Jim Mora: Freshman quarterbacks have it easier than NFL rookies

UCLA coach Jim Mora is leading a team with a true freshman quarterback for the first time. Josh Rosen has passed for 574 yards, four touchdowns and an interception in his first two games. (Keith Birmingham/Staff)

UCLA coach Jim Mora is leading a team with a true freshman quarterback for the first time, starting five-star recruit Josh Rosen. (Keith Birmingham/Staff)

Much has been made of UCLA starting a true freshman quarterback in Josh Rosen, something that had loomed as the biggest question of the Bruins’ offseason.

Rosen has looked more than capable through his first two games, throwing for 574 yards, four touchdowns and an interception. According to Mora, the five-star recruit out of Bellflower St. John Bosco is in a much better situation than he might be in three or four years from now.

“It’s much more difficult to play in the NFL,” Mora said. “I think that anyone that has been in both leagues understands that the NFL is a different animal. The level of play is so much higher than we have here at the college level. I don’t even think it’s close. I think it’s much easier to start as a freshman in college than (as a rookie) in the NFL.”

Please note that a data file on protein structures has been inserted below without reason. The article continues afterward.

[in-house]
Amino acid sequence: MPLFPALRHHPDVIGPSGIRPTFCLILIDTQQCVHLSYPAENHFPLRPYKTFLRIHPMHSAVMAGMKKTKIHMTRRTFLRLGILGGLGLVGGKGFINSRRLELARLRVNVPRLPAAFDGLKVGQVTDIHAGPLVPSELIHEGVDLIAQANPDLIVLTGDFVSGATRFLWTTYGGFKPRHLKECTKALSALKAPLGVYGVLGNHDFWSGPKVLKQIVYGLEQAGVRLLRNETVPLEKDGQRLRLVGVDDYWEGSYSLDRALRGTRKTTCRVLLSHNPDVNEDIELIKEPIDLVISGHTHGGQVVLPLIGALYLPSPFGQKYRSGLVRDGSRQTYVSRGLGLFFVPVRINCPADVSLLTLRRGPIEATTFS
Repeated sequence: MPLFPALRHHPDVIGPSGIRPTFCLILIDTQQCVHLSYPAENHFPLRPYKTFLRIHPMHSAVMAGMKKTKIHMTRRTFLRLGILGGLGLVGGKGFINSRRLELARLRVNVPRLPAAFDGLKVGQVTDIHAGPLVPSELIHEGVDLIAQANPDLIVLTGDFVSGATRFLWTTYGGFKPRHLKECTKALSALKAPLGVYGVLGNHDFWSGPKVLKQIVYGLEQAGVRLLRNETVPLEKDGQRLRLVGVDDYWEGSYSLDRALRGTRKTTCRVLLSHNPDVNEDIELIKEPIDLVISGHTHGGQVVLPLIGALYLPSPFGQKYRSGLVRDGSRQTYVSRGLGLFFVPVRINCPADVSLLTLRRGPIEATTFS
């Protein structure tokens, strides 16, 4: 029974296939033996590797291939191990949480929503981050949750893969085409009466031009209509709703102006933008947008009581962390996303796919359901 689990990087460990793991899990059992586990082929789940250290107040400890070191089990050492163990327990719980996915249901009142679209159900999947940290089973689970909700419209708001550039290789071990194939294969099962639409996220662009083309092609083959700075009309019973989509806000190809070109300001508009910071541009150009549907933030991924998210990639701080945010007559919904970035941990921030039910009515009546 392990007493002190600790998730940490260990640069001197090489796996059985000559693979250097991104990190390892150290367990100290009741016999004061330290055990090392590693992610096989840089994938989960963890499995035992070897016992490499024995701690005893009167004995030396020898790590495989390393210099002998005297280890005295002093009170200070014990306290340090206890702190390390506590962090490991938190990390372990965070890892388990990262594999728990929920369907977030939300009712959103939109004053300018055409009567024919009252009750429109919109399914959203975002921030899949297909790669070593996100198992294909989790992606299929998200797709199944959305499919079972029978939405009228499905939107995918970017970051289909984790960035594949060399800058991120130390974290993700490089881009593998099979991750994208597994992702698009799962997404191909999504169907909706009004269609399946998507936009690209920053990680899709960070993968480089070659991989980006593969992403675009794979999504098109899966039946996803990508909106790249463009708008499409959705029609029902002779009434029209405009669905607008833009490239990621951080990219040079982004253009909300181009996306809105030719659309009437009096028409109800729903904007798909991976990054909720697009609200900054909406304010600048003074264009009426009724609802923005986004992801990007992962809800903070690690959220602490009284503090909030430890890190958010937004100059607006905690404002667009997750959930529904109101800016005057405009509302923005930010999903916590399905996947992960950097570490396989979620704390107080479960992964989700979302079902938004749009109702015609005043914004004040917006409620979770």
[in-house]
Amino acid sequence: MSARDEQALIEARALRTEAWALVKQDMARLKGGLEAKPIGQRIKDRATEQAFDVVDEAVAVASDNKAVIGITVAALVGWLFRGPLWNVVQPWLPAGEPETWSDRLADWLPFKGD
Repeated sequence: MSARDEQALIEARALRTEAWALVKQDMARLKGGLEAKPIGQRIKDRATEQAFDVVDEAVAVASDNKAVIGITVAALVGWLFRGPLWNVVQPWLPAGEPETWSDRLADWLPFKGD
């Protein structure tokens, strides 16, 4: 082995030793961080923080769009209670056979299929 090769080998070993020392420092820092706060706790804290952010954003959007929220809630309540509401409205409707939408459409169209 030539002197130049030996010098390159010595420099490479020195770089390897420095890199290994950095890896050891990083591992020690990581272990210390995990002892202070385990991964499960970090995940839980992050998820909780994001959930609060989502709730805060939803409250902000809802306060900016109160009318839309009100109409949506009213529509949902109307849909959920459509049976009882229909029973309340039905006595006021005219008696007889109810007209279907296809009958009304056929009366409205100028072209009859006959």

Mora was the defensive backs coach in San Diego when the Chargers started Billy Joe Tolliver for five games in 1989. The second-round draft pick took the No. 1 job midway through Jim McMahon’s disappointing season, and completed 89 of his 185 passes as a rookie for 1,097 yards, five touchdowns, and eight interceptions.

The next year, rookie John Friesz started the regular-season finale for the Chargers, recording 98 yards, a touchdown and a pick on 50 percent passing in a 17-12 loss to the Oakland Raiders. The sixth-round draft pick became a full-time starter in 1991, Mora’s last year on the San Diego staff.

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Chargers contact Mora

Rumors linking Jim Mora to the San Diego Chargers first started circulating two weeks ago, but a Los Angeles Times report Tuesday confirmed that the team had contacted UCLA’s head coach.

The Chargers officially fired Norv Turner last Monday, opening a head coaching vacancy at the place where Mora first began his NFL career in 1985. Still, a move back to the pros after just one year would be stunning. Mora had serious doubts about his coaching career after being fired by the Seattle Seahawks after the 2009 season, and said he felt rejuvenated coaching college players.

“You’re able to have an impact on their lives,” he said a day before the Holiday Bowl. “The concrete hasn’t hardened on who they are as individuals. They still need you. That’s a good thing. We all want to be needed.”

The Chargers’ pursuit puts pressure on UCLA to increase pay for Mora and his assistants, as well as improve the Bruins’ practice facilities. Continue reading

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